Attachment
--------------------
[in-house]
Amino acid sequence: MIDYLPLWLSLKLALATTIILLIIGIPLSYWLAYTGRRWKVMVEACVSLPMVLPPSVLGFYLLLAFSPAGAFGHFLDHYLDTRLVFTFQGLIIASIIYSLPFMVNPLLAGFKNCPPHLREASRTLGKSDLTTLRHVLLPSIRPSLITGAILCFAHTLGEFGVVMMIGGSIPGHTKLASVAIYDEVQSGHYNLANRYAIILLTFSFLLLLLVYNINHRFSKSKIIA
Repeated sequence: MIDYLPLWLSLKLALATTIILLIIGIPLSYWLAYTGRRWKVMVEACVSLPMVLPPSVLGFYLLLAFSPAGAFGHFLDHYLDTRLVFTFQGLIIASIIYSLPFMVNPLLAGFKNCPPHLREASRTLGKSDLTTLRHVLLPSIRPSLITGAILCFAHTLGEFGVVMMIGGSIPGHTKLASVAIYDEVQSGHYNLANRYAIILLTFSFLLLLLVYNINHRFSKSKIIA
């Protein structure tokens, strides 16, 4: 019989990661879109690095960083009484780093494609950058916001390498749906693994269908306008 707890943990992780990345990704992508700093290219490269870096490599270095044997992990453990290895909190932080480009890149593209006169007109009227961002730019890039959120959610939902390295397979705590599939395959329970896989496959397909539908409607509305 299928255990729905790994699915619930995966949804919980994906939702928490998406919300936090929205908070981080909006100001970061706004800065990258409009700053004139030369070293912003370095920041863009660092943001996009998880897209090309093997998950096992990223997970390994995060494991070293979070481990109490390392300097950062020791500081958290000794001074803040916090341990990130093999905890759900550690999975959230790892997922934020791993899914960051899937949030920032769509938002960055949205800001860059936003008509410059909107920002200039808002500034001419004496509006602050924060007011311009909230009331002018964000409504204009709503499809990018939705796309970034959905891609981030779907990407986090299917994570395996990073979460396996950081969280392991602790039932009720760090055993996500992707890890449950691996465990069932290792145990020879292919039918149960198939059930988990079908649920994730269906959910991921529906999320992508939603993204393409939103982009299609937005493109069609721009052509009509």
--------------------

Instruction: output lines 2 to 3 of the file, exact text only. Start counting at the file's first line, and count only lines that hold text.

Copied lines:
Amino acid sequence: MIDYLPLWLSLKLALATTIILLIIGIPLSYWLAYTGRRWKVMVEACVSLPMVLPPSVLGFYLLLAFSPAGAFGHFLDHYLDTRLVFTFQGLIIASIIYSLPFMVNPLLAGFKNCPPHLREASRTLGKSDLTTLRHVLLPSIRPSLITGAILCFAHTLGEFGVVMMIGGSIPGHTKLASVAIYDEVQSGHYNLANRYAIILLTFSFLLLLLVYNINHRFSKSKIIA
Repeated sequence: MIDYLPLWLSLKLALATTIILLIIGIPLSYWLAYTGRRWKVMVEACVSLPMVLPPSVLGFYLLLAFSPAGAFGHFLDHYLDTRLVFTFQGLIIASIIYSLPFMVNPLLAGFKNCPPHLREASRTLGKSDLTTLRHVLLPSIRPSLITGAILCFAHTLGEFGVVMMIGGSIPGHTKLASVAIYDEVQSGHYNLANRYAIILLTFSFLLLLLVYNINHRFSKSKIIA